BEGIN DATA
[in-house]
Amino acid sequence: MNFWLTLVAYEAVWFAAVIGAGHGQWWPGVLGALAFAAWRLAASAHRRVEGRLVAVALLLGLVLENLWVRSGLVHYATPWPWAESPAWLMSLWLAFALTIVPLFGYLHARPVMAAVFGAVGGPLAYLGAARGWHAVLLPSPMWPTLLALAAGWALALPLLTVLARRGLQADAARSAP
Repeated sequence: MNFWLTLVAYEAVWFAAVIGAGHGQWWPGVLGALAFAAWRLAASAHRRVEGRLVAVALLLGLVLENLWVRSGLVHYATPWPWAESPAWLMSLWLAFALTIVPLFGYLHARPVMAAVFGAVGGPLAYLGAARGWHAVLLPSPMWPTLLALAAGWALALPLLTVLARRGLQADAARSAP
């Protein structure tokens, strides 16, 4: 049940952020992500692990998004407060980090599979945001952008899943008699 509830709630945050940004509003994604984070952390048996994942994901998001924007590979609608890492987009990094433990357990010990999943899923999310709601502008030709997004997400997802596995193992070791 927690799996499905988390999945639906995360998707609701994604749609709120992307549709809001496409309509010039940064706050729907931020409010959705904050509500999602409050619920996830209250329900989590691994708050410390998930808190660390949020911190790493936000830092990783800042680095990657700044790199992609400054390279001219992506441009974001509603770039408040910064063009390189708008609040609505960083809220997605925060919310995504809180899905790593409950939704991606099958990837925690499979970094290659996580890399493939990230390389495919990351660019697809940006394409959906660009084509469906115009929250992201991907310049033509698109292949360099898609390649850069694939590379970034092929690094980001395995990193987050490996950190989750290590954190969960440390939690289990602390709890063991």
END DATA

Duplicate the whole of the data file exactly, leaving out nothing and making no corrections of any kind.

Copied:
[in-house]
Amino acid sequence: MNFWLTLVAYEAVWFAAVIGAGHGQWWPGVLGALAFAAWRLAASAHRRVEGRLVAVALLLGLVLENLWVRSGLVHYATPWPWAESPAWLMSLWLAFALTIVPLFGYLHARPVMAAVFGAVGGPLAYLGAARGWHAVLLPSPMWPTLLALAAGWALALPLLTVLARRGLQADAARSAP
Repeated sequence: MNFWLTLVAYEAVWFAAVIGAGHGQWWPGVLGALAFAAWRLAASAHRRVEGRLVAVALLLGLVLENLWVRSGLVHYATPWPWAESPAWLMSLWLAFALTIVPLFGYLHARPVMAAVFGAVGGPLAYLGAARGWHAVLLPSPMWPTLLALAAGWALALPLLTVLARRGLQADAARSAP
């Protein structure tokens, strides 16, 4: 049940952020992500692990998004407060980090599979945001952008899943008699 509830709630945050940004509003994604984070952390048996994942994901998001924007590979609608890492987009990094433990357990010990999943899923999310709601502008030709997004997400997802596995193992070791 927690799996499905988390999945639906995360998707609701994604749609709120992307549709809001496409309509010039940064706050729907931020409010959705904050509500999602409050619920996830209250329900989590691994708050410390998930808190660390949020911190790493936000830092990783800042680095990657700044790199992609400054390279001219992506441009974001509603770039408040910064063009390189708008609040609505960083809220997605925060919310995504809180899905790593409950939704991606099958990837925690499979970094290659996580890399493939990230390389495919990351660019697809940006394409959906660009084509469906115009929250992201991907310049033509698109292949360099898609390649850069694939590379970034092929690094980001395995990193987050490996950190989750290590954190969960440390939690289990602390709890063991």